The Town Hall of Estepona and Fundación Descubre will inaugurate this Wednesday the 15th, at 12:00 noon, the exposure Mathematical walk Al-Andalus in the Casa de las Tejerinas, an exhibition that will be open to the public until March 31, as reported by the Consistory.

The exhibition connects the artthe science and heritage with math on a journey that covers, through its panels, the rich Andalusian monumental heritage of the Caliphate, Almohad and Nasrid times.

The deputy mayor of the Socio-Cultural Area, María Begoña Ortiz; the director of Fundación Descubre, Teresa Cruz Sánchez, and the scientific director of the project, Álvaro Martínez Sevilla, who will guide a visit after the opening of the exhibition.

They will also attend principals and mathematics teachers of the public and private secondary schools of the municipality such as the Monterroso, Mediterraneo, Mar de Alborán, Puerta del Mar and Professor T. Hormigo Secondary Schools (IES), and schools Juan XXIII, San José, Internacional Atalaya, Atlas American School of Malaga and Queens British Grammar School.

The exhibition, which will be open to the public until next March 31 in Estepona, offers a renewed look at the buildings of the Andalusian period, on which a ‘layer’ of mathematical concepts is embodied that opens the door to a greater understanding of their motivation, whether defensive, religious or decorative.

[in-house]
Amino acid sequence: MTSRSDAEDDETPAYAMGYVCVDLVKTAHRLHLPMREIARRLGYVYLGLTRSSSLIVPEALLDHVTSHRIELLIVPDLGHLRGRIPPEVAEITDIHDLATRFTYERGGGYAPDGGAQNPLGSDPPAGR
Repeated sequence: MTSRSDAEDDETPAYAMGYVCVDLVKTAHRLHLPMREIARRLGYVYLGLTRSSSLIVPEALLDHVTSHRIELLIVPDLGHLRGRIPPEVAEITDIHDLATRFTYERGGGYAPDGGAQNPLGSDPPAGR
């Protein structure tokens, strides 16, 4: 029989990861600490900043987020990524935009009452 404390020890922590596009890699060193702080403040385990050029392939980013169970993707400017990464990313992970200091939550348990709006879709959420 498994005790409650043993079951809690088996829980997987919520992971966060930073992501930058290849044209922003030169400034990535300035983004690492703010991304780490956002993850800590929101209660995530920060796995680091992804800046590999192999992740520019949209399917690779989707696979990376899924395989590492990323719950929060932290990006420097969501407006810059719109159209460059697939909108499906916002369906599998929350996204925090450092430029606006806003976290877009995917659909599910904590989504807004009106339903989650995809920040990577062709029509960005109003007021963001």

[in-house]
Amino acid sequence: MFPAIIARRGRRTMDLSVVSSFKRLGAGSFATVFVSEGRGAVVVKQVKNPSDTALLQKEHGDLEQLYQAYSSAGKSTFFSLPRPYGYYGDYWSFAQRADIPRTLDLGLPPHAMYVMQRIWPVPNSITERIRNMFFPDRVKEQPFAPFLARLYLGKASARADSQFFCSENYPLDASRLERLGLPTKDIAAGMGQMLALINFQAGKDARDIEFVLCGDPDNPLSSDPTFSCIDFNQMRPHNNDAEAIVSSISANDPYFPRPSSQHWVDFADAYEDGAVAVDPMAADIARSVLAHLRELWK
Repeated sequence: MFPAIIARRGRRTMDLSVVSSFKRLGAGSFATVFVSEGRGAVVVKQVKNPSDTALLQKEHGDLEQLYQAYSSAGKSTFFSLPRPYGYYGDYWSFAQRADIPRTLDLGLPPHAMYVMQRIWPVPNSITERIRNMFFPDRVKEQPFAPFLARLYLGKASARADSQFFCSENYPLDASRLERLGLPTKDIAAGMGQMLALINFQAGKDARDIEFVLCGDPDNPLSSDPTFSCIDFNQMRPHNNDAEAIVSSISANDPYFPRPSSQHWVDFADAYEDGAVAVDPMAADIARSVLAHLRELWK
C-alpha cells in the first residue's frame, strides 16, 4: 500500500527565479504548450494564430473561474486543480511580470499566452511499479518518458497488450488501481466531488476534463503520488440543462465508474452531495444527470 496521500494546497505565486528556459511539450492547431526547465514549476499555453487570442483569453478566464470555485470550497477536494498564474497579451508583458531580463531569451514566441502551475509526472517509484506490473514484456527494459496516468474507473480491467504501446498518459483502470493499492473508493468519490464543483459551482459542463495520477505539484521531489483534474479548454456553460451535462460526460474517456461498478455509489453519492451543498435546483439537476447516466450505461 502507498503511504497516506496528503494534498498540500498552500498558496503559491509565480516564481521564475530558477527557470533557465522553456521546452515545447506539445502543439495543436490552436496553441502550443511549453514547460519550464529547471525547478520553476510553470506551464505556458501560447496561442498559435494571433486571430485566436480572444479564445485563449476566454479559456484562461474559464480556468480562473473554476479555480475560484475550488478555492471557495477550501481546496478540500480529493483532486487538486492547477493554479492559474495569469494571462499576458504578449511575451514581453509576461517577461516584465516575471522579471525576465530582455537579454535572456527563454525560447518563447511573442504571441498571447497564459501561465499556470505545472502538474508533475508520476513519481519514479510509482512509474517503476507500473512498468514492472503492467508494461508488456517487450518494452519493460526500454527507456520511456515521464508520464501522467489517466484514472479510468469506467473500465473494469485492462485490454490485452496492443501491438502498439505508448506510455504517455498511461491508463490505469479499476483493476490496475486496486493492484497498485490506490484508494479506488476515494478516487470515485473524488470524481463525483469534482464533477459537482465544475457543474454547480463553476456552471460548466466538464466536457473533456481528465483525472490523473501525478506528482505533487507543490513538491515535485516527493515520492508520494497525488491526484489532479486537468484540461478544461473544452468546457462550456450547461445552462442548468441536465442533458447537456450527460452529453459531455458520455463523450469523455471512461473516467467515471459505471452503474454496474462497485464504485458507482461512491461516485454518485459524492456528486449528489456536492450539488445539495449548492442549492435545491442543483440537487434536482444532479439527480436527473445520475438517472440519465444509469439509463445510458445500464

The visitor, through 26 panels, will be able to appreciate the variety of cultural and social concepts that are expressed and synthesized in various mathematical objects and functions, which help their understanding, recognition and interpretive assessment, beyond the simple identification of purely geometric designs that appear on the walls of Andalusian palaces.

Thus, from the Caliphate period he takes as reference the Mosque of Cordoba and, more specifically, its domes, arches and monumental portals. From the Almohad and Mudejar period, it reviews the Real Alcázar, the Torre del Oro and the Seville Cathedral, with the Giralda (the old minaret) and the doors that have been preserved from the Seville aljama. Finally, the Alhambra in Granada represents the Nasrid period.

Specifically, the exhibition deals various math concepts such as symmetry, proportion, hierarchy and order, modulation, tessellation, friezes, muqarnas, knots, arches (eccentric, pointed…), polygons (starred), geodesics, orientation (geographic , astronomical and solar), the Releaux Triangle, homothety, curves in decoration and anthropometry.

Along with this, they analyze cross influences through the concept of ‘matmeme’, that is, those mathematical uses that are replicated mimetically over time in designs, styles or proportions. An opportunity to connect the monumental legacy with mathematical ideas such as symmetry, order, geodesic, modulation, anthropometry, polygons or polyhedrons.

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